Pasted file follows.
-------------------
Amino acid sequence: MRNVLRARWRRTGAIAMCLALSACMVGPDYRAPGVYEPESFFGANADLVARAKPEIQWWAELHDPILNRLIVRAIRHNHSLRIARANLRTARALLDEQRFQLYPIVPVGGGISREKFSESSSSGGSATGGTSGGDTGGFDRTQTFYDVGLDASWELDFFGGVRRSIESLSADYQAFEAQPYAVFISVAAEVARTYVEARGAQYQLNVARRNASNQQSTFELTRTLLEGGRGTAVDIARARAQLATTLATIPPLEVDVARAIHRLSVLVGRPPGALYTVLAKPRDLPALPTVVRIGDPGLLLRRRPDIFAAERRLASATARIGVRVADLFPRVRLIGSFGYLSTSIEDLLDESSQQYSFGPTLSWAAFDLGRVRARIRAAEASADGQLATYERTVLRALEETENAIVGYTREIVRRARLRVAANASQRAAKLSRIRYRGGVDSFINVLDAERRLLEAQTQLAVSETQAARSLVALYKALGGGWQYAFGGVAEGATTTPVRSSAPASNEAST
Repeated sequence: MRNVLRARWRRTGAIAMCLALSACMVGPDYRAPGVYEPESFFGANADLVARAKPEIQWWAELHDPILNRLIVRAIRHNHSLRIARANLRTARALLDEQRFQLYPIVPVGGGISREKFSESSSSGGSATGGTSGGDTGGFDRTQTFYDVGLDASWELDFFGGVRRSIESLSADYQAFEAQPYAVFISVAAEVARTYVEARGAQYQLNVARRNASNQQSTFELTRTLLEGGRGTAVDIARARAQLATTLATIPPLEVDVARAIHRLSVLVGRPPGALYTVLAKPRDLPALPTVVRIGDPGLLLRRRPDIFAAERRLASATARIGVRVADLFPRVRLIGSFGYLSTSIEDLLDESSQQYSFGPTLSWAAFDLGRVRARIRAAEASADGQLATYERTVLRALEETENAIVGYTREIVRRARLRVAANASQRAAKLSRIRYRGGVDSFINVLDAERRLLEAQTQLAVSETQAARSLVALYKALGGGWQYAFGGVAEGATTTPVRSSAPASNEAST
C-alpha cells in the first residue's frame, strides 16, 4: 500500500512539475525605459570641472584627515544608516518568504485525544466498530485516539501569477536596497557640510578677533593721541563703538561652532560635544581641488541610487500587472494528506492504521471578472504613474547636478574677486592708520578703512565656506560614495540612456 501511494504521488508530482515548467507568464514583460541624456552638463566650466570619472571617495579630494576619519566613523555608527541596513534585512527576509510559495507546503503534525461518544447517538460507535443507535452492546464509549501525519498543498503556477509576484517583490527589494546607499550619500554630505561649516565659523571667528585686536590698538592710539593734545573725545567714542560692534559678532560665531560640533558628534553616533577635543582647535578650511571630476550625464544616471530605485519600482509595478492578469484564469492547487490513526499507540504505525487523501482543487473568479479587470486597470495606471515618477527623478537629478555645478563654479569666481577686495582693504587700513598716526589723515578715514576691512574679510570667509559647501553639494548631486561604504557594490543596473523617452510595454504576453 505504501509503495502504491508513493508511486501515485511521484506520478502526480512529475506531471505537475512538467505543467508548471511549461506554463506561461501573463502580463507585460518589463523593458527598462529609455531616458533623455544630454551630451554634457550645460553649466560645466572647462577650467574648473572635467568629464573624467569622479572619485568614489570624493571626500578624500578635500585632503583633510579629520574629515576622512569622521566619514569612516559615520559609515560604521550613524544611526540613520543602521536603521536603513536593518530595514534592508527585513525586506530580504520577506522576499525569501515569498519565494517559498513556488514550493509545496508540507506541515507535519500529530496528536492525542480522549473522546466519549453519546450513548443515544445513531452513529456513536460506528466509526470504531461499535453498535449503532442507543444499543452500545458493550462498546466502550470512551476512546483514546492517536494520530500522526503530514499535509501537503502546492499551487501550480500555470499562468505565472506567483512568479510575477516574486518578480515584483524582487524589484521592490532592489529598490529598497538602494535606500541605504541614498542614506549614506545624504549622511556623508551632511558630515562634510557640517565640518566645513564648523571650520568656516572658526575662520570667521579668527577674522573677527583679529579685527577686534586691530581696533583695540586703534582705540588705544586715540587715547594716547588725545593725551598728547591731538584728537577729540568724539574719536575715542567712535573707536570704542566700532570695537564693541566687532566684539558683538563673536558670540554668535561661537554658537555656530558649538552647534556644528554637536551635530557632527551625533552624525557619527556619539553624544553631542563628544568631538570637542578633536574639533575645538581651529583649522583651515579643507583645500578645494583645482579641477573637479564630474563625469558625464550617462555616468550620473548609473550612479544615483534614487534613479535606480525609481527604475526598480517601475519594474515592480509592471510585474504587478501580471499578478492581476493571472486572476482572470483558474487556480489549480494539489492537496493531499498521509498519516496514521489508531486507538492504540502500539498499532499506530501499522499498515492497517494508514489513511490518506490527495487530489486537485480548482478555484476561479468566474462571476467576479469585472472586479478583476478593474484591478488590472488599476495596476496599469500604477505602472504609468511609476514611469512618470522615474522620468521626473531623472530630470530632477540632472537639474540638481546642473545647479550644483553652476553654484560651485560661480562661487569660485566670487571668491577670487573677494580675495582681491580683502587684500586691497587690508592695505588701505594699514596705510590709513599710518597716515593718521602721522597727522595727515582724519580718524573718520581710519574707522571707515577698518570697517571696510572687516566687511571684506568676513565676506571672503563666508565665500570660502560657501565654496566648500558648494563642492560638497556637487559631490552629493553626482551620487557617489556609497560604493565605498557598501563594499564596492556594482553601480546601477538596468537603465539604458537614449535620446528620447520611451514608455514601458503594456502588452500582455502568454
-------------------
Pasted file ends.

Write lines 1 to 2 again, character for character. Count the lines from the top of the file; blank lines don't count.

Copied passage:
Amino acid sequence: MRNVLRARWRRTGAIAMCLALSACMVGPDYRAPGVYEPESFFGANADLVARAKPEIQWWAELHDPILNRLIVRAIRHNHSLRIARANLRTARALLDEQRFQLYPIVPVGGGISREKFSESSSSGGSATGGTSGGDTGGFDRTQTFYDVGLDASWELDFFGGVRRSIESLSADYQAFEAQPYAVFISVAAEVARTYVEARGAQYQLNVARRNASNQQSTFELTRTLLEGGRGTAVDIARARAQLATTLATIPPLEVDVARAIHRLSVLVGRPPGALYTVLAKPRDLPALPTVVRIGDPGLLLRRRPDIFAAERRLASATARIGVRVADLFPRVRLIGSFGYLSTSIEDLLDESSQQYSFGPTLSWAAFDLGRVRARIRAAEASADGQLATYERTVLRALEETENAIVGYTREIVRRARLRVAANASQRAAKLSRIRYRGGVDSFINVLDAERRLLEAQTQLAVSETQAARSLVALYKALGGGWQYAFGGVAEGATTTPVRSSAPASNEAST
Repeated sequence: MRNVLRARWRRTGAIAMCLALSACMVGPDYRAPGVYEPESFFGANADLVARAKPEIQWWAELHDPILNRLIVRAIRHNHSLRIARANLRTARALLDEQRFQLYPIVPVGGGISREKFSESSSSGGSATGGTSGGDTGGFDRTQTFYDVGLDASWELDFFGGVRRSIESLSADYQAFEAQPYAVFISVAAEVARTYVEARGAQYQLNVARRNASNQQSTFELTRTLLEGGRGTAVDIARARAQLATTLATIPPLEVDVARAIHRLSVLVGRPPGALYTVLAKPRDLPALPTVVRIGDPGLLLRRRPDIFAAERRLASATARIGVRVADLFPRVRLIGSFGYLSTSIEDLLDESSQQYSFGPTLSWAAFDLGRVRARIRAAEASADGQLATYERTVLRALEETENAIVGYTREIVRRARLRVAANASQRAAKLSRIRYRGGVDSFINVLDAERRLLEAQTQLAVSETQAARSLVALYKALGGGWQYAFGGVAEGATTTPVRSSAPASNEAST